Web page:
Adopting an Accessibility-First Mindset in Web Design
One billion people, 15% of the world’s population, live with a serious disability, and far too often, are forced to navigate a world without them in mind.
Yet disability is an inherent aspect of the human experience, and just as physical enhancements to buildings and transportation, for example, were critical in enabling access to many key elements of society, so too are improvements to the accessibility of websites and other digital assets absolutely vital.
An important part of helping to achieve this is to include accessibility—aka a11y—as a fundamental aspect of every facet of the inclusive design process—from concept and development through testing, implementation, and ongoing maintenance.
Let’s examine the importance of accessible web design and incorporating such elements throughout the entire process.
What Is Accessible Web Design?
Web accessibility involves utilizing universal design principles to ensure digital products, devices, services, and platforms can be used by people with various disabilities or impairments.
Importantly, everyone should have equal access to the digital ecosystem, no matter their particular disabilities or conditions. This includes members of the blind and low-vision, d/Deaf, and neurodivergent communities, among many others.
Inclusive design eliminates exclusionary elements that may prohibit specific users from utilizing websites and other digital features, as well as enjoying the products and services offered. It facilitates a positive user experience, for all.
Some basic considerations to keep in mind when designing for accessibility include ensuring:
- Sufficient contrast between backgrounds and foregrounds
- Interactive elements are easily identifiable
- Clear labels on form elements
- Designs for various viewports are clearly legible and readable
- Consistent styling and positioning across navigation bars
Including people with disabilities from the outset and involving them in actually testing digital products and services is an important part of this. So is adopting an a11y-first mindset and incorporating accessible features and strategies.
Integrating Accessibility Throughout the Design Process
Accessibility is not an add-on, and there is no perfect fix that will facilitate an accessible experience for all your end users.
Overlays, a popular choice for many seeking to retrofit their digital presence, create additional barriers for those utilizing screen readers and other assistive technologies, as these force specific interactions. Rather, designers should prioritize accessibility during every stage of a project.
Here are several important tips and resources to help you improve web design accessibility:
1. Conduct Research & Learn From Experts
Before beginning a project, conduct research on accessibility best practices and guidelines. Be aware of technical considerations regarding alt tags, keyboard navigation, and appropriate contrast ratios.
The following resources provide valuable guidance:
- Web Content Accessibility Guidelines (WCAG) are an internationally recognized web a11y framework for accessible digital content.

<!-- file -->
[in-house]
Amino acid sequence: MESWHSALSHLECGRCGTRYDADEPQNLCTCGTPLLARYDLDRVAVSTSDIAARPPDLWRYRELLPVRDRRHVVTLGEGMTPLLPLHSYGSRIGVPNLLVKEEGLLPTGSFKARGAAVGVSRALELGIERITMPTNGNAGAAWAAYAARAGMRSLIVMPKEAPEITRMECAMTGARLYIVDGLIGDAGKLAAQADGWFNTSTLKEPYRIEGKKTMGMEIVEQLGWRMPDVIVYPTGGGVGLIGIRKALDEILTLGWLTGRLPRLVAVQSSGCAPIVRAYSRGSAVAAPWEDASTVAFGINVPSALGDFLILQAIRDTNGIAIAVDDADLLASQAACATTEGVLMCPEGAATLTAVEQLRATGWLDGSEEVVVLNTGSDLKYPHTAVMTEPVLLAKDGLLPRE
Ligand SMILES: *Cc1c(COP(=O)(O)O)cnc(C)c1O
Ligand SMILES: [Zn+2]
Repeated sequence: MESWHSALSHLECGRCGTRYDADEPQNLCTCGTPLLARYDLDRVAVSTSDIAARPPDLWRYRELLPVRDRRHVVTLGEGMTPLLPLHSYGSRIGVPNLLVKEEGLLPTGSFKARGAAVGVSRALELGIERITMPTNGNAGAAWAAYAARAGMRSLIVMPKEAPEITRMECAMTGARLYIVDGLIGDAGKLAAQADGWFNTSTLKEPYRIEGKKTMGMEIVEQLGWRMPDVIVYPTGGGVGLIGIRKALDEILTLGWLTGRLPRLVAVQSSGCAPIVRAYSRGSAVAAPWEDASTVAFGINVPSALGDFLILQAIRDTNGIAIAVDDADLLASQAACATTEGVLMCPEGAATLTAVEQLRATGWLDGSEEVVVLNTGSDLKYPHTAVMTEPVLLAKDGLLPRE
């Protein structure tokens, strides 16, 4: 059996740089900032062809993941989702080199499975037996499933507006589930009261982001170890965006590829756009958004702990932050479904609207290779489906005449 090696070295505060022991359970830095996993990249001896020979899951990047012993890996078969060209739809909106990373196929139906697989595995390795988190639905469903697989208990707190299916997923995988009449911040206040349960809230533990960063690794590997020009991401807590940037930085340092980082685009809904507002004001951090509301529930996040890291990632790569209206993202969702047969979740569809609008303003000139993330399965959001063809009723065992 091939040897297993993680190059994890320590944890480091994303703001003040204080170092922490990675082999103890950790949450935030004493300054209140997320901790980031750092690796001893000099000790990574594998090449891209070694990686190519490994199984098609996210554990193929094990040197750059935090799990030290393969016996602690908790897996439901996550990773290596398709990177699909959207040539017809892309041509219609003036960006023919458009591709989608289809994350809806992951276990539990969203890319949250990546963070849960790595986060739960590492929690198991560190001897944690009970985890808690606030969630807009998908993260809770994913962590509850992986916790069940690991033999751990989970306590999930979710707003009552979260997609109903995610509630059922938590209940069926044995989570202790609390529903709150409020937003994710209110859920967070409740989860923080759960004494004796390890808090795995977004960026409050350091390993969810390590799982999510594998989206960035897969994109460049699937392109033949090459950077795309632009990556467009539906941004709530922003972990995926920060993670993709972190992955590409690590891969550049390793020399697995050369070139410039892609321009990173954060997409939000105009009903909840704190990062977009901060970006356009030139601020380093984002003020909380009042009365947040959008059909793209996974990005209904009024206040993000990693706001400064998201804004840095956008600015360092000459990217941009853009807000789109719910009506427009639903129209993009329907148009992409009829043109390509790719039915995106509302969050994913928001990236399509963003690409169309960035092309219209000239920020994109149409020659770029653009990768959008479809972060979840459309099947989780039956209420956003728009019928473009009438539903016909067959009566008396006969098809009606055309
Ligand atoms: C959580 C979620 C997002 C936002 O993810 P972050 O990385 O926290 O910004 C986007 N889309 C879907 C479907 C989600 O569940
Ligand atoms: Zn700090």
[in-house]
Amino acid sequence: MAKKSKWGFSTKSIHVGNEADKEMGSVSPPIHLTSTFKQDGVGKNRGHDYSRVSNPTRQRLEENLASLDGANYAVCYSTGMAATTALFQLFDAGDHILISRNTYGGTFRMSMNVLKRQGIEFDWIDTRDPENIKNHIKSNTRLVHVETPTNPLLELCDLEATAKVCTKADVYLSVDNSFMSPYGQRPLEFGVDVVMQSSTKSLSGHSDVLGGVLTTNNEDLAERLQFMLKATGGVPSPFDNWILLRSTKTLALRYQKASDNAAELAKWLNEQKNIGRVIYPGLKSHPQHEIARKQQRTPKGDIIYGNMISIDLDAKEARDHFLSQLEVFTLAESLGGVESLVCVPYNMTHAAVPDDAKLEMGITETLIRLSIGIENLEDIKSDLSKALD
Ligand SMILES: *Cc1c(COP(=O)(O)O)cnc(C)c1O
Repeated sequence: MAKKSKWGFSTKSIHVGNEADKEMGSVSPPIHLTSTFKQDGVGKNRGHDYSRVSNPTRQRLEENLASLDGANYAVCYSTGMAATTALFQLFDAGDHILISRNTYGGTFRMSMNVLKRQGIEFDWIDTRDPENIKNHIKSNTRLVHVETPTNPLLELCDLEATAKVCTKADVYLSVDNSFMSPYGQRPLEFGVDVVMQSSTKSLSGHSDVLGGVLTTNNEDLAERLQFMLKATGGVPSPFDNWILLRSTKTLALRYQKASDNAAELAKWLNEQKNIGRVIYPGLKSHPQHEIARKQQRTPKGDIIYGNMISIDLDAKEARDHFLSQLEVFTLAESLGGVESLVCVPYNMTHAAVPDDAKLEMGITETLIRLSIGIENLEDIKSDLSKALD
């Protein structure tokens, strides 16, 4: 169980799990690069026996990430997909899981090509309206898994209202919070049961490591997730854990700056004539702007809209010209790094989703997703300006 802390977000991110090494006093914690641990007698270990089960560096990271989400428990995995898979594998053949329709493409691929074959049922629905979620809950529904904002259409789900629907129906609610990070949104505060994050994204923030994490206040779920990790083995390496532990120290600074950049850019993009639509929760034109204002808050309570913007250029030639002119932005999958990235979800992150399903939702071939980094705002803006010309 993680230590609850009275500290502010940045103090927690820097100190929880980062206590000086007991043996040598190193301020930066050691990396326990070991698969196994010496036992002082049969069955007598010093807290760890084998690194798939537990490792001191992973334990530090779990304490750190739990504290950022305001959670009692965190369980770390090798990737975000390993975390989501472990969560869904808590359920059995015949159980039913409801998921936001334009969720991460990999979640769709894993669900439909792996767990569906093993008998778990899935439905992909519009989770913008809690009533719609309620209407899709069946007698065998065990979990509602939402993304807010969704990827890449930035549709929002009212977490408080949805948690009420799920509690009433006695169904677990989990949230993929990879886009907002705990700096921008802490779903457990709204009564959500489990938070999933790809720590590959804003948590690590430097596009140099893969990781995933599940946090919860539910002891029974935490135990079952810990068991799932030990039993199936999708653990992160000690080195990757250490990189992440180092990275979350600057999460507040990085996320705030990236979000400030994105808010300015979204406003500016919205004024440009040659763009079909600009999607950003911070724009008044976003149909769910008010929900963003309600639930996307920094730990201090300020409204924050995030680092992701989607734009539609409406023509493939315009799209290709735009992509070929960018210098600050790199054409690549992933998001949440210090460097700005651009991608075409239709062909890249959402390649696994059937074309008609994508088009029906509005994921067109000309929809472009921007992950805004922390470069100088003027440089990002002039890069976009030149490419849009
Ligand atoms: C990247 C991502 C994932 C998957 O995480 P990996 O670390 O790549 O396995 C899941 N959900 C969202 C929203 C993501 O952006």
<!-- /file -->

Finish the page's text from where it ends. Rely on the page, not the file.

- Inclusive Design Principles by Microsoft provide guidance on designing inclusive products and services.
- Accessible Design at IBM covers design, development, and testing, as well as free accessibility training for designers and developers.
- The A11Y Project: This open-source initiative provides a collection of accessibility resources and tools for developers and designers, as well as a checklist to help ensure accessibility.
2. Utilize Design Tools to Ensure Compliance as You Go
Ensure all design elements contain alt text, appropriate color contrast, adequate links, and more, so screen readers, refreshable braille displays, and screen magnifiers have equal access.
Some of our favorite tools include:
- WAVE by WebAIM and axe DevTools® for holistic accessibility testing in the browser
- WebAIM, Polypane, and this a11y validator for ensuring sufficient color contrast
- Text on Background Checker for comparing text contrast against an image background
- Screaming Frog for inputting missing alt text
- Image & Link Analyzer for scanning all links and media on a webpage
3. Involve Users With Disabilities Throughout the Design Process
“Nothing about us without us,” a popular slogan within the disability rights and accessibility advocacy movement, should be a motto for a11y-first design, as well.
Throughout every stage of a project, consider the needs of all your end users, whether through focus groups, user testing, or feedback sessions.
4. Refine, Refine, Refine
Don’t make assumptions. Guidelines change and user experiences may be completely different from what you had envisioned or what research indicated.
Keep a humble attitude and refine your designs as needed to ensure you’re creating the best possible experience for all involved.
It’s About Equity & Empathy
“Everyone can use this” is different from “We built this with you in mind.” People don’t want to use products where they are tolerated; they want to go where they are included. An a11y-first mindset considers all users, not only at the end of a project, but during its entirety, to create a fully inclusive product.
Beyond a retroactive add-on or compliance requirement, accessible web design ensures the full spectrum of people can access and create web content.
Disability is inherent to the human experience, and ensuring digital accessibility in design is the first step toward achieving a more accessible and inclusive web, for all.